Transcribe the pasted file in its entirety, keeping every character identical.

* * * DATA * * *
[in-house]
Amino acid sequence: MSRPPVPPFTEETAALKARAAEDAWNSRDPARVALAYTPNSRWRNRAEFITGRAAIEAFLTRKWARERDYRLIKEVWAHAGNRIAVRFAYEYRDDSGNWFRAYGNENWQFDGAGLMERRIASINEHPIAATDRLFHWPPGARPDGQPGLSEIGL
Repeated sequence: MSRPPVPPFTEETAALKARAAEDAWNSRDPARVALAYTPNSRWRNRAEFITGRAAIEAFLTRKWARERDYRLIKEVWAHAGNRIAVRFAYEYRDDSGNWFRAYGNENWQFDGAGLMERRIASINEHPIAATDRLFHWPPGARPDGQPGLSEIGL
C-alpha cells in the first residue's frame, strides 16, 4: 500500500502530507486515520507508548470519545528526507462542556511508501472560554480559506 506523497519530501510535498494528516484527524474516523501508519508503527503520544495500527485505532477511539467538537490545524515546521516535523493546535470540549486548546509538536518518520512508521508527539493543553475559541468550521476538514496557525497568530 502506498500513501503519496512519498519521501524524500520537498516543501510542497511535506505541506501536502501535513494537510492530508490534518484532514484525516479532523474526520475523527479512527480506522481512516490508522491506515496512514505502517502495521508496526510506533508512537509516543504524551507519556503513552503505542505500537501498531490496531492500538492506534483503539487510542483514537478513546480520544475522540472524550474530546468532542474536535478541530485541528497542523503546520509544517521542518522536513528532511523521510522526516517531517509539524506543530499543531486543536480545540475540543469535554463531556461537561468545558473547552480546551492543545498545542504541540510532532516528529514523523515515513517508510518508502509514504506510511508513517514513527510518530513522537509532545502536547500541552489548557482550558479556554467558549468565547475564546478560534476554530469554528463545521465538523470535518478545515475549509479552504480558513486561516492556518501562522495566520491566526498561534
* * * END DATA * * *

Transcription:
[in-house]
Amino acid sequence: MSRPPVPPFTEETAALKARAAEDAWNSRDPARVALAYTPNSRWRNRAEFITGRAAIEAFLTRKWARERDYRLIKEVWAHAGNRIAVRFAYEYRDDSGNWFRAYGNENWQFDGAGLMERRIASINEHPIAATDRLFHWPPGARPDGQPGLSEIGL
Repeated sequence: MSRPPVPPFTEETAALKARAAEDAWNSRDPARVALAYTPNSRWRNRAEFITGRAAIEAFLTRKWARERDYRLIKEVWAHAGNRIAVRFAYEYRDDSGNWFRAYGNENWQFDGAGLMERRIASINEHPIAATDRLFHWPPGARPDGQPGLSEIGL
C-alpha cells in the first residue's frame, strides 16, 4: 500500500502530507486515520507508548470519545528526507462542556511508501472560554480559506 506523497519530501510535498494528516484527524474516523501508519508503527503520544495500527485505532477511539467538537490545524515546521516535523493546535470540549486548546509538536518518520512508521508527539493543553475559541468550521476538514496557525497568530 502506498500513501503519496512519498519521501524524500520537498516543501510542497511535506505541506501536502501535513494537510492530508490534518484532514484525516479532523474526520475523527479512527480506522481512516490508522491506515496512514505502517502495521508496526510506533508512537509516543504524551507519556503513552503505542505500537501498531490496531492500538492506534483503539487510542483514537478513546480520544475522540472524550474530546468532542474536535478541530485541528497542523503546520509544517521542518522536513528532511523521510522526516517531517509539524506543530499543531486543536480545540475540543469535554463531556461537561468545558473547552480546551492543545498545542504541540510532532516528529514523523515515513517508510518508502509514504506510511508513517514513527510518530513522537509532545502536547500541552489548557482550558479556554467558549468565547475564546478560534476554530469554528463545521465538523470535518478545515475549509479552504480558513486561516492556518501562522495566520491566526498561534